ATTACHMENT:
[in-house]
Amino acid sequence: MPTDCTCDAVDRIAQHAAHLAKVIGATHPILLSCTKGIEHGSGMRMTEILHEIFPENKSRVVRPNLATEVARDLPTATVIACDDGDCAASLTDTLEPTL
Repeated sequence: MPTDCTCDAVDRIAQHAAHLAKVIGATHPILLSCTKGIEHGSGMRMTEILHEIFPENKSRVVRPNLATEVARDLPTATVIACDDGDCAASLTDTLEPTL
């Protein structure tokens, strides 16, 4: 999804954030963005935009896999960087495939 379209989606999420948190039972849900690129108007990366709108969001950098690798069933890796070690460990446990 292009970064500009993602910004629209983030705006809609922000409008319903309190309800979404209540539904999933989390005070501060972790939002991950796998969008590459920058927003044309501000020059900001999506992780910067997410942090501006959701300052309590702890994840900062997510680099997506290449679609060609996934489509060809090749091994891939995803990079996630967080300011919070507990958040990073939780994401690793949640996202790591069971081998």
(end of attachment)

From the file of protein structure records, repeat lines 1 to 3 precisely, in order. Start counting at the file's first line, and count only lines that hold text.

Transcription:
[in-house]
Amino acid sequence: MPTDCTCDAVDRIAQHAAHLAKVIGATHPILLSCTKGIEHGSGMRMTEILHEIFPENKSRVVRPNLATEVARDLPTATVIACDDGDCAASLTDTLEPTL
Repeated sequence: MPTDCTCDAVDRIAQHAAHLAKVIGATHPILLSCTKGIEHGSGMRMTEILHEIFPENKSRVVRPNLATEVARDLPTATVIACDDGDCAASLTDTLEPTL